As President Mark Weiss nears retirement, he offers advice for the new president and for the Western community as he reflects on the “the best job I’ve ever had.”
Yet, this isn’t the first time Weiss has retired. In 2001, Weiss left the international electronics firm of Siemens AG because he wanted to focus on his family. “I traveled quite a bit, and I felt like I was away too much,” Weiss said. “We decided that I would indeed retire, and I was fortunate to be in a situation to do so.”
During that first retirement, Weiss did some consulting work, but his wife, Meg, wasn’t satisfied. “For about two years, my wife kept on telling me I was failing in retirement, and I need to find another job,” Weiss said. He said Meg discovered the Western position for executive vice president, administration and finance while they were visiting their children who were attending Willamette University.
“It was the right time for me and the right time for the university, I think, to bring perhaps a new perspective on financial management, and I was just delighted with the job,” Weiss said. “I worked for John Minahan when he returned as president, and he and I just hit it off fabulously. “I really appreciated his mentorship. If it were not for him, I absolutely would have failed in this job because of the difference in cultures in a corporate world versus a world of academia. And, he helped me understand that in large part,” Weiss said.
After Minahan retired in 2011, Weiss moved into the role of interim president. The appointment was made permanent the following year. He attempted to retire a second time after tirelessly working to ensure the university was fiscally stable. However, when it was announced that the Oregon University System was dissolving, he offered to stay and lead WOU through this major transition.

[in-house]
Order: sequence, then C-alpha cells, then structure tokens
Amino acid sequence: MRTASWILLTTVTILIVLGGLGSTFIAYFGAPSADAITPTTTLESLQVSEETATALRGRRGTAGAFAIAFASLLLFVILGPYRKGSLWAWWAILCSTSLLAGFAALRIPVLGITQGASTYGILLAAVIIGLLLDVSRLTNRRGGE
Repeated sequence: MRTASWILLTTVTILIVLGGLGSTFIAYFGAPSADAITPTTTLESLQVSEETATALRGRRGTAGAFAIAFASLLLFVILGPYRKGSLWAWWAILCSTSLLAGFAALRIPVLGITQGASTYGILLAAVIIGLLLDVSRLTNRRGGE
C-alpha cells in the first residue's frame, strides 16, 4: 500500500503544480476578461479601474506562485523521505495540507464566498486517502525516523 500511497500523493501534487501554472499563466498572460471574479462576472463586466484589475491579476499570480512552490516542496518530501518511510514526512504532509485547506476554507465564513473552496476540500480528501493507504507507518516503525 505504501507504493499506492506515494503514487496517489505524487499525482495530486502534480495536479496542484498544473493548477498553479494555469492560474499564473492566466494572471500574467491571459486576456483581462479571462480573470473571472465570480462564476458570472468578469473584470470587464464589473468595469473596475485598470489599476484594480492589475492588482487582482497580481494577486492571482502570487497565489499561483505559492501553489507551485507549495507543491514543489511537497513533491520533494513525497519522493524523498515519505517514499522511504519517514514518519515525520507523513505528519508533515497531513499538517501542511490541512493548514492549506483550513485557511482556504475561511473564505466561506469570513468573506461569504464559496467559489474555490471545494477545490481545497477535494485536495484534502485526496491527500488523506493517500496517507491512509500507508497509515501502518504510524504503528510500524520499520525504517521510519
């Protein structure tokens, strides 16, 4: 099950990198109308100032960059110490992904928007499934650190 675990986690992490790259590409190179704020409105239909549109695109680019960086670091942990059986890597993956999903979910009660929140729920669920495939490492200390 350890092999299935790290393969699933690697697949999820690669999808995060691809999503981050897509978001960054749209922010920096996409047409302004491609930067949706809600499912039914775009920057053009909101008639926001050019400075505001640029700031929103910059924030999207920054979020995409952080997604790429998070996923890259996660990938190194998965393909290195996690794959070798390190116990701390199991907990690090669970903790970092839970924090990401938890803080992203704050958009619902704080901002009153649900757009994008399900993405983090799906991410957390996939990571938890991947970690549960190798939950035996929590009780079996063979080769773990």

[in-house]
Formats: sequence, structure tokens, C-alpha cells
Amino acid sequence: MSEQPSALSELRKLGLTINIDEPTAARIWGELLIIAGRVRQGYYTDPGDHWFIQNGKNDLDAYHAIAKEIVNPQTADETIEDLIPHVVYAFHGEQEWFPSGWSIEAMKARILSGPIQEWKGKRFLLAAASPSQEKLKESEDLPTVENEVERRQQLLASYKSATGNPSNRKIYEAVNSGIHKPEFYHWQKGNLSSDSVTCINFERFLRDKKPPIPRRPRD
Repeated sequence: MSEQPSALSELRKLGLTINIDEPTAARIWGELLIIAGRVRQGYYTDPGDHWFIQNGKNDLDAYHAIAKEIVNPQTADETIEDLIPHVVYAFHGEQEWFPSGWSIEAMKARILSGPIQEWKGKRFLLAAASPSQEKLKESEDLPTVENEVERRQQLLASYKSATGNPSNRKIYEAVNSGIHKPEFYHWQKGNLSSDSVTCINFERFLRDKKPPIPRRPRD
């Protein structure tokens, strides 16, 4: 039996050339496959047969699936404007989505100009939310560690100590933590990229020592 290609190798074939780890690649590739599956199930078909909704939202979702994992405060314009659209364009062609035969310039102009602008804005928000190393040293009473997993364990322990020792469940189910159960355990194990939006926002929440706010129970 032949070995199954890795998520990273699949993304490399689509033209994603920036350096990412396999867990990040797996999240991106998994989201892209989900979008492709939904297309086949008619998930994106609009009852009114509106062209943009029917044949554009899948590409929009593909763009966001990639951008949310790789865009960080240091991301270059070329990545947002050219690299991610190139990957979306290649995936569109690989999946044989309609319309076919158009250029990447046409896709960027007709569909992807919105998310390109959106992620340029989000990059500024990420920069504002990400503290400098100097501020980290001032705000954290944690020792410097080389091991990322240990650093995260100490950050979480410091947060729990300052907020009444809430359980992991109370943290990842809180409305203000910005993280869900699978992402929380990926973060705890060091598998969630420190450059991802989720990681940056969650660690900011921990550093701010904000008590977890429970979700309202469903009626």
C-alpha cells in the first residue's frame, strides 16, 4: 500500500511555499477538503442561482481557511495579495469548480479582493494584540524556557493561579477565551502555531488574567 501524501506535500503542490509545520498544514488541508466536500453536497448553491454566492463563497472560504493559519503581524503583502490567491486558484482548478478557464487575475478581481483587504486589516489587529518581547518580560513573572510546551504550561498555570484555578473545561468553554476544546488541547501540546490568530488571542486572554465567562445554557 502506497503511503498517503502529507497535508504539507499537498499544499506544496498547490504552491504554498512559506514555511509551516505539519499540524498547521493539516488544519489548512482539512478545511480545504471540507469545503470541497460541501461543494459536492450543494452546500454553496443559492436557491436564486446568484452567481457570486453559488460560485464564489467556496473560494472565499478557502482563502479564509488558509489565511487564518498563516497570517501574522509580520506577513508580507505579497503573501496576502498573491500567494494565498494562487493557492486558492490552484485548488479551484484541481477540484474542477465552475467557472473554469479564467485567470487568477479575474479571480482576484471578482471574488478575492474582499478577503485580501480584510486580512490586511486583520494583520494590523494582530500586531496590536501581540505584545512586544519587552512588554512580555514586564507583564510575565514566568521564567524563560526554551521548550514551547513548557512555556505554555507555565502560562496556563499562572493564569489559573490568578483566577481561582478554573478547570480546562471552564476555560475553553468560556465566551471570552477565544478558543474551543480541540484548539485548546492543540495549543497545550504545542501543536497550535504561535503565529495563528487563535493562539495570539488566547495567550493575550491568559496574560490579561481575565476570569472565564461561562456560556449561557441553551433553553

When he steps down June 30, Weiss plans to model Minahan and his interactions with the university community. “My goal is to really be very much in the background and make sure I stay out of the way of the new president, just as John Minahan was,” Weiss said. “No matter how much I may have called him for advice, he actually tried not to provide it because he wanted to keep a certain distance and felt that new administration should not be influenced by perspectives from the past necessarily. But, of course, I’m available, if and as needed.”
Yet, he does have some advice for the new president, Rex Fuller.
“My tips and advice would be to absolutely empower our staff and help them in being as successful as they possibly can be,” Weiss said. “Empower them. Don’t micromanage their activities—you really have great staff in place. Make sure that they’re successful at doing their jobs because that’s what I’ve tried to do. I think we’ve done okay.”
Weiss encourages the campus community to support and interact with the new president, but most importantly, be flexible. “We must also be willing to change,” he said. “Now, I’m not sure what exactly I mean by change, but the world around us is changing significantly and has changed significantly. [In academia,] my observation is that we’re slow to change—many times for good reason and, sometimes, because we’ve always done things the way we have.
“We just simply need to be more flexible. We need to help students get to graduation in an efficient manner, so they’re not racking up debt that they’ll never be able to pay. I always say that affordability equals access, and you can’t have access to a university if you can’t afford it,” Weiss said.
Change also provides opportunities. “I’m feeling the time is right to make the move here, and let this new board start off with a brand new president, and move forward in a great direction. I’m confident we have a great team here,” Weiss said.
However, he said, retirement “is happening with very mixed emotions because of the love that I’ve come to have for Western—all its faculty and staff, particularly the students that I’ve come to know over the years, and the difference that this institution makes in their lives. I mean, that’s what we’re here for, and that’s the satisfaction that is much more direct and impactful.
“This is the best job I’ve ever had. And, I’ve had a few, but this has been really, really good.”
In his retirement, Weiss will continue his community activities, particularly as a member of Salem Health board of trustees. And, it offers him the chance to fish. “But, it’s not catching the fish; it’s about being outside and enjoying the experience of going fishing or being on the ocean or being on the bay,” Weiss said. “It’s about the experience, not necessarily about the result. I think every fisherman would say that, but nevertheless, it’s nice to catch a fish once in a while.”
by Meg Artman, WOU student media adviser